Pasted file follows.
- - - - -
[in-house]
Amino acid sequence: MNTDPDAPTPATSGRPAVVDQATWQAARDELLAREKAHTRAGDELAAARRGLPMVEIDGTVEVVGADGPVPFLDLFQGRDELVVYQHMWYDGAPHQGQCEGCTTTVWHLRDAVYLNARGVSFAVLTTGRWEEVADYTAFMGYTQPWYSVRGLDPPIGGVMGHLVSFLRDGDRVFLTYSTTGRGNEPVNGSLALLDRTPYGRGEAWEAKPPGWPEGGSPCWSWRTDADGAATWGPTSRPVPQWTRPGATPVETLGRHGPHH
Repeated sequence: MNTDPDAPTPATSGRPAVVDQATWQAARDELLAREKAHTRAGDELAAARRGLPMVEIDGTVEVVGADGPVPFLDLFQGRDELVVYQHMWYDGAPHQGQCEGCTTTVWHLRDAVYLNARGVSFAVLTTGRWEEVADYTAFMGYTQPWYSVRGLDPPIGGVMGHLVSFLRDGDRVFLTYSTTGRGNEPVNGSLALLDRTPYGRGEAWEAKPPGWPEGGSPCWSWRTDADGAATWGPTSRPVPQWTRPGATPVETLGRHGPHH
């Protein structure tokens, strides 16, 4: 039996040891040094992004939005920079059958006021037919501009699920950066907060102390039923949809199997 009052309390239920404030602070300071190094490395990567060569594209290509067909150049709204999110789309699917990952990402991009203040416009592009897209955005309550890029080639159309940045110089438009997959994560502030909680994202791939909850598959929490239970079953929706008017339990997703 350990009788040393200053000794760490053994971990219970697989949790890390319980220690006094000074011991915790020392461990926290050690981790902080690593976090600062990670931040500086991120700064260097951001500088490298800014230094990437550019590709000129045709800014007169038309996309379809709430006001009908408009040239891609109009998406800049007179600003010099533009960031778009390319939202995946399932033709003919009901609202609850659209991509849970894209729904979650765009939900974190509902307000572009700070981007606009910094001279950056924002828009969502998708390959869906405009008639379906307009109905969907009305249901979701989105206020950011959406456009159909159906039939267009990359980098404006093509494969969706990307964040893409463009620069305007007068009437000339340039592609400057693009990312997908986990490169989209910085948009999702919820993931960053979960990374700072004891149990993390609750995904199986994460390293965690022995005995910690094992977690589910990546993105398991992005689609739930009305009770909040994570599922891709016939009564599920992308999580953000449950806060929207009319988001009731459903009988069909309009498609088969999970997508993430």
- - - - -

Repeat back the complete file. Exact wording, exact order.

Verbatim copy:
[in-house]
Amino acid sequence: MNTDPDAPTPATSGRPAVVDQATWQAARDELLAREKAHTRAGDELAAARRGLPMVEIDGTVEVVGADGPVPFLDLFQGRDELVVYQHMWYDGAPHQGQCEGCTTTVWHLRDAVYLNARGVSFAVLTTGRWEEVADYTAFMGYTQPWYSVRGLDPPIGGVMGHLVSFLRDGDRVFLTYSTTGRGNEPVNGSLALLDRTPYGRGEAWEAKPPGWPEGGSPCWSWRTDADGAATWGPTSRPVPQWTRPGATPVETLGRHGPHH
Repeated sequence: MNTDPDAPTPATSGRPAVVDQATWQAARDELLAREKAHTRAGDELAAARRGLPMVEIDGTVEVVGADGPVPFLDLFQGRDELVVYQHMWYDGAPHQGQCEGCTTTVWHLRDAVYLNARGVSFAVLTTGRWEEVADYTAFMGYTQPWYSVRGLDPPIGGVMGHLVSFLRDGDRVFLTYSTTGRGNEPVNGSLALLDRTPYGRGEAWEAKPPGWPEGGSPCWSWRTDADGAATWGPTSRPVPQWTRPGATPVETLGRHGPHH
């Protein structure tokens, strides 16, 4: 039996040891040094992004939005920079059958006021037919501009699920950066907060102390039923949809199997 009052309390239920404030602070300071190094490395990567060569594209290509067909150049709204999110789309699917990952990402991009203040416009592009897209955005309550890029080639159309940045110089438009997959994560502030909680994202791939909850598959929490239970079953929706008017339990997703 350990009788040393200053000794760490053994971990219970697989949790890390319980220690006094000074011991915790020392461990926290050690981790902080690593976090600062990670931040500086991120700064260097951001500088490298800014230094990437550019590709000129045709800014007169038309996309379809709430006001009908408009040239891609109009998406800049007179600003010099533009960031778009390319939202995946399932033709003919009901609202609850659209991509849970894209729904979650765009939900974190509902307000572009700070981007606009910094001279950056924002828009969502998708390959869906405009008639379906307009109905969907009305249901979701989105206020950011959406456009159909159906039939267009990359980098404006093509494969969706990307964040893409463009620069305007007068009437000339340039592609400057693009990312997908986990490169989209910085948009999702919820993931960053979960990374700072004891149990993390609750995904199986994460390293965690022995005995910690094992977690589910990546993105398991992005689609739930009305009770909040994570599922891709016939009564599920992308999580953000449950806060929207009319988001009731459903009988069909309009498609088969999970997508993430």